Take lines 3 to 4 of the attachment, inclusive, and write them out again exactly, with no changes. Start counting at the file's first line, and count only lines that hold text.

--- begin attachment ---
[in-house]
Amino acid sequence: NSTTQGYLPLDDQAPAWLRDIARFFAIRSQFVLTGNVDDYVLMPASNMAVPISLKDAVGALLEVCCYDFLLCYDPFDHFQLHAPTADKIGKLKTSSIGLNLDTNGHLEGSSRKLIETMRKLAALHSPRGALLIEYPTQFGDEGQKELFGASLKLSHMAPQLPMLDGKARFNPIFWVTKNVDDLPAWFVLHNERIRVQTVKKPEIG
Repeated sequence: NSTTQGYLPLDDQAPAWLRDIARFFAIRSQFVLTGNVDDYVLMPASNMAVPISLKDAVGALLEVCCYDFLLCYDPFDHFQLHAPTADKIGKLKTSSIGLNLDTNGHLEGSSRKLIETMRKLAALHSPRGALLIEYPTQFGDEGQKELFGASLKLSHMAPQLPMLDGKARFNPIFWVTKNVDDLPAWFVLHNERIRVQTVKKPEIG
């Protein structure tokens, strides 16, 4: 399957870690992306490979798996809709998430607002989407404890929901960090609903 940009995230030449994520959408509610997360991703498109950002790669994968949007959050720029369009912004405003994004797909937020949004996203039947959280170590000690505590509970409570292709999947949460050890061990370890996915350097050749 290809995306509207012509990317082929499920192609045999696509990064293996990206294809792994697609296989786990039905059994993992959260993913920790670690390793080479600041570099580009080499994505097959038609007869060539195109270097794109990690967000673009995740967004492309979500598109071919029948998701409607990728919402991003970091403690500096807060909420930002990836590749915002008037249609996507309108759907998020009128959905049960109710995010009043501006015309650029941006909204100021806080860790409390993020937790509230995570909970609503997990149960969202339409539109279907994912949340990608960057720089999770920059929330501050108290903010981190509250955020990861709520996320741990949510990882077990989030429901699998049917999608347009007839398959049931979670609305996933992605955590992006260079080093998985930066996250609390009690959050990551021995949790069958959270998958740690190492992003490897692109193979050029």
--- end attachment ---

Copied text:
Repeated sequence: NSTTQGYLPLDDQAPAWLRDIARFFAIRSQFVLTGNVDDYVLMPASNMAVPISLKDAVGALLEVCCYDFLLCYDPFDHFQLHAPTADKIGKLKTSSIGLNLDTNGHLEGSSRKLIETMRKLAALHSPRGALLIEYPTQFGDEGQKELFGASLKLSHMAPQLPMLDGKARFNPIFWVTKNVDDLPAWFVLHNERIRVQTVKKPEIG
């Protein structure tokens, strides 16, 4: 399957870690992306490979798996809709998430607002989407404890929901960090609903 940009995230030449994520959408509610997360991703498109950002790669994968949007959050720029369009912004405003994004797909937020949004996203039947959280170590000690505590509970409570292709999947949460050890061990370890996915350097050749 290809995306509207012509990317082929499920192609045999696509990064293996990206294809792994697609296989786990039905059994993992959260993913920790670690390793080479600041570099580009080499994505097959038609007869060539195109270097794109990690967000673009995740967004492309979500598109071919029948998701409607990728919402991003970091403690500096807060909420930002990836590749915002008037249609996507309108759907998020009128959905049960109710995010009043501006015309650029941006909204100021806080860790409390993020937790509230995570909970609503997990149960969202339409539109279907994912949340990608960057720089999770920059929330501050108290903010981190509250955020990861709520996320741990949510990882077990989030429901699998049917999608347009007839398959049931979670609305996933992605955590992006260079080093998985930066996250609390009690959050990551021995949790069958959270998958740690190492992003490897692109193979050029």